Borna disease does not cause dementia, study finds

Borna disease does not cause dementia, study finds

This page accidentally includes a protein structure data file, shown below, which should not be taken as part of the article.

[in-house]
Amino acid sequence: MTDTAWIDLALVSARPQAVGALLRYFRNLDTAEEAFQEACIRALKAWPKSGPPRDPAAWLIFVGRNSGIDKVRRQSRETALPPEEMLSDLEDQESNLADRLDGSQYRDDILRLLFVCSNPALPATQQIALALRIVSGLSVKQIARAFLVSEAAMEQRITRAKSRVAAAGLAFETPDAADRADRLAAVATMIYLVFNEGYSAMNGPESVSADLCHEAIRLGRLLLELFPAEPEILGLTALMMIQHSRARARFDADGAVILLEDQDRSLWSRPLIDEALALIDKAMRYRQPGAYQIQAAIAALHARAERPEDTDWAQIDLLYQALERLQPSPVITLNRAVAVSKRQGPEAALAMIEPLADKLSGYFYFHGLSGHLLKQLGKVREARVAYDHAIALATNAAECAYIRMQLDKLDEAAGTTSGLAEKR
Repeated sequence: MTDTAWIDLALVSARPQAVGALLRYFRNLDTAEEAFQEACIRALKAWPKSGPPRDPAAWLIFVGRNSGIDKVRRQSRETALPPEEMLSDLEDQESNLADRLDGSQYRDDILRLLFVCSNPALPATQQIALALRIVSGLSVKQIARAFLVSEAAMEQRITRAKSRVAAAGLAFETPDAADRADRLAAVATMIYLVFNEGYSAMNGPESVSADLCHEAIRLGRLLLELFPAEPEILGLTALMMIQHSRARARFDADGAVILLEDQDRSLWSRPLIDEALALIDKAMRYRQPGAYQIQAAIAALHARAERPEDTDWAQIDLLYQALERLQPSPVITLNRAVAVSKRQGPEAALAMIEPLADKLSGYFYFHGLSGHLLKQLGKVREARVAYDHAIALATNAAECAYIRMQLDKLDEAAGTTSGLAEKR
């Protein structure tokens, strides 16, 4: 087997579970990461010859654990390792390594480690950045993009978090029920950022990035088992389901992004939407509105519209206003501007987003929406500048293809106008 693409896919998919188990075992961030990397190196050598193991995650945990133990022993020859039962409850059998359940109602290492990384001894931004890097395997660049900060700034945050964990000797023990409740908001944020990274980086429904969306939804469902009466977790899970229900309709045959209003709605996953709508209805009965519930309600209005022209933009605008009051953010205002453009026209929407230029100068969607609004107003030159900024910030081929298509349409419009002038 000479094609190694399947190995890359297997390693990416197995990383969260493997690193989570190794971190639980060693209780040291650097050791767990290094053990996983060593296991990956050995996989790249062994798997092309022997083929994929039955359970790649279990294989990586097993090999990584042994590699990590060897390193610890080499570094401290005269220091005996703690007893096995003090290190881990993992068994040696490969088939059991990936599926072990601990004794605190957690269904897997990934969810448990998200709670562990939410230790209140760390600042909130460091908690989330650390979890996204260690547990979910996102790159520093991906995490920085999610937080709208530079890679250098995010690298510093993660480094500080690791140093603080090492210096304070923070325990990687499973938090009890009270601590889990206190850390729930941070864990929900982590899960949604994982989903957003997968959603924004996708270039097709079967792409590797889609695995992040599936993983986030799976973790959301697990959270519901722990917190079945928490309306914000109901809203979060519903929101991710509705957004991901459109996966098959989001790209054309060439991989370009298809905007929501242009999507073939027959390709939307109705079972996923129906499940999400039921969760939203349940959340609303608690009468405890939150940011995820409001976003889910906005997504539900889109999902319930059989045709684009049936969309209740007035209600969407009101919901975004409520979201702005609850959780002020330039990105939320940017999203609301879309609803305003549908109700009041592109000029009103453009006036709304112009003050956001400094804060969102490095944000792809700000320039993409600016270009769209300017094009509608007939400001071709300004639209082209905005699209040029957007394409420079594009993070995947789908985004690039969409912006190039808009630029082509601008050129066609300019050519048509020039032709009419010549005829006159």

Borna disease virus (BDV) does not cause dementia and other mental illnesses, according to a new study that flies in the face of established research. Over the past 30 years it has been claimed that BDV is one of the causes of dementia, bi-polar disorder, schizophrenia and anxiety disorder. However, the blinded, case-control study at the Centre for Infection and Immunity at Columbia University found that there is no link between the condition and mental illness. Researchers evaluated 198 patients with schizophrenia, bi-polar disorder and major depressive disorder and matched them with a healthy control. It was believed that if the virus was associated with psychiatric risk, genetic evidence of infection would be apparent in blood samples. The researchers found no relationship between mental illness and BDV, and "no evidence of active or historical infection with BDV in any of the subjects". In 2001, a new diagnosis tool claimed to confirm the link between BDV and mood disorders in particular by using BDV circulating immune complexes. Find out about dementia care and support services at Barchester care homes.